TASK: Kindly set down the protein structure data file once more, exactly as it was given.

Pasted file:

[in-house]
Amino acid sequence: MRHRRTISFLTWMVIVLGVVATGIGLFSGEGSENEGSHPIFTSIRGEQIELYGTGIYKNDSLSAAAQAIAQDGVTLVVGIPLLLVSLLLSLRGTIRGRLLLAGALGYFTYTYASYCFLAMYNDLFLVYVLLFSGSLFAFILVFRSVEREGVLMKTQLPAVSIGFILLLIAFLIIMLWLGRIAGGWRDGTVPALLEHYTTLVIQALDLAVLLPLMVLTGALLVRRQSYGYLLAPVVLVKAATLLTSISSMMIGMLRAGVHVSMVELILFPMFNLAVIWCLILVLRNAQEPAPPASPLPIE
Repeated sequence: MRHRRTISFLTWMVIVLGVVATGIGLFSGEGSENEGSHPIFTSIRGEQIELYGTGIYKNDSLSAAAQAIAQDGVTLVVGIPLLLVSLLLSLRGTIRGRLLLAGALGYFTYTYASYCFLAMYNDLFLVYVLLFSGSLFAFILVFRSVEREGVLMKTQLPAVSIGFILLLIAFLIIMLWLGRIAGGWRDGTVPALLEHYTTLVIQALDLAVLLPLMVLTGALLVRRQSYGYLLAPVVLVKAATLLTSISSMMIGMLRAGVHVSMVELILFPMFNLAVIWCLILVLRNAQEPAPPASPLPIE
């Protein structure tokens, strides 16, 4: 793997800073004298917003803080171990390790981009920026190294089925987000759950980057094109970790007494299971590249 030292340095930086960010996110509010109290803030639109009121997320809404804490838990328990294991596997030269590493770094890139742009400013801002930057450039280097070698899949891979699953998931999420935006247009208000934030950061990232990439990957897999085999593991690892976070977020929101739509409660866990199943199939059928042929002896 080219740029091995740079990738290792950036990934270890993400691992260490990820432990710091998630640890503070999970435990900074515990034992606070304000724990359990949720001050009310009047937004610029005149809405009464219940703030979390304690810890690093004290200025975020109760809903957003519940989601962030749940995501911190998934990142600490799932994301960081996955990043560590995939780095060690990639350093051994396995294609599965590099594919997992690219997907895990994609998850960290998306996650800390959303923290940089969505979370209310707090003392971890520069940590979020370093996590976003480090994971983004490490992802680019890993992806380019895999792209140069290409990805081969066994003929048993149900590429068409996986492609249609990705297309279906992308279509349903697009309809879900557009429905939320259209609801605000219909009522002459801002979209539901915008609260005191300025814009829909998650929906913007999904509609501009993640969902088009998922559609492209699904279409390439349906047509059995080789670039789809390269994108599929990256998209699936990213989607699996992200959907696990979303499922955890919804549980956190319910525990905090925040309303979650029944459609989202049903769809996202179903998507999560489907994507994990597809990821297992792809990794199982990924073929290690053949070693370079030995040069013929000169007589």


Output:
[in-house]
Amino acid sequence: MRHRRTISFLTWMVIVLGVVATGIGLFSGEGSENEGSHPIFTSIRGEQIELYGTGIYKNDSLSAAAQAIAQDGVTLVVGIPLLLVSLLLSLRGTIRGRLLLAGALGYFTYTYASYCFLAMYNDLFLVYVLLFSGSLFAFILVFRSVEREGVLMKTQLPAVSIGFILLLIAFLIIMLWLGRIAGGWRDGTVPALLEHYTTLVIQALDLAVLLPLMVLTGALLVRRQSYGYLLAPVVLVKAATLLTSISSMMIGMLRAGVHVSMVELILFPMFNLAVIWCLILVLRNAQEPAPPASPLPIE
Repeated sequence: MRHRRTISFLTWMVIVLGVVATGIGLFSGEGSENEGSHPIFTSIRGEQIELYGTGIYKNDSLSAAAQAIAQDGVTLVVGIPLLLVSLLLSLRGTIRGRLLLAGALGYFTYTYASYCFLAMYNDLFLVYVLLFSGSLFAFILVFRSVEREGVLMKTQLPAVSIGFILLLIAFLIIMLWLGRIAGGWRDGTVPALLEHYTTLVIQALDLAVLLPLMVLTGALLVRRQSYGYLLAPVVLVKAATLLTSISSMMIGMLRAGVHVSMVELILFPMFNLAVIWCLILVLRNAQEPAPPASPLPIE
């Protein structure tokens, strides 16, 4: 793997800073004298917003803080171990390790981009920026190294089925987000759950980057094109970790007494299971590249 030292340095930086960010996110509010109290803030639109009121997320809404804490838990328990294991596997030269590493770094890139742009400013801002930057450039280097070698899949891979699953998931999420935006247009208000934030950061990232990439990957897999085999593991690892976070977020929101739509409660866990199943199939059928042929002896 080219740029091995740079990738290792950036990934270890993400691992260490990820432990710091998630640890503070999970435990900074515990034992606070304000724990359990949720001050009310009047937004610029005149809405009464219940703030979390304690810890690093004290200025975020109760809903957003519940989601962030749940995501911190998934990142600490799932994301960081996955990043560590995939780095060690990639350093051994396995294609599965590099594919997992690219997907895990994609998850960290998306996650800390959303923290940089969505979370209310707090003392971890520069940590979020370093996590976003480090994971983004490490992802680019890993992806380019895999792209140069290409990805081969066994003929048993149900590429068409996986492609249609990705297309279906992308279509349903697009309809879900557009429905939320259209609801605000219909009522002459801002979209539901915008609260005191300025814009829909998650929906913007999904509609501009993640969902088009998922559609492209699904279409390439349906047509059995080789670039789809390269994108599929990256998209699936990213989607699996992200959907696990979303499922955890919804549980956190319910525990905090925040309303979650029944459609989202049903769809996202179903998507999560489907994507994990597809990821297992792809990794199982990924073929290690053949070693370079030995040069013929000169007589």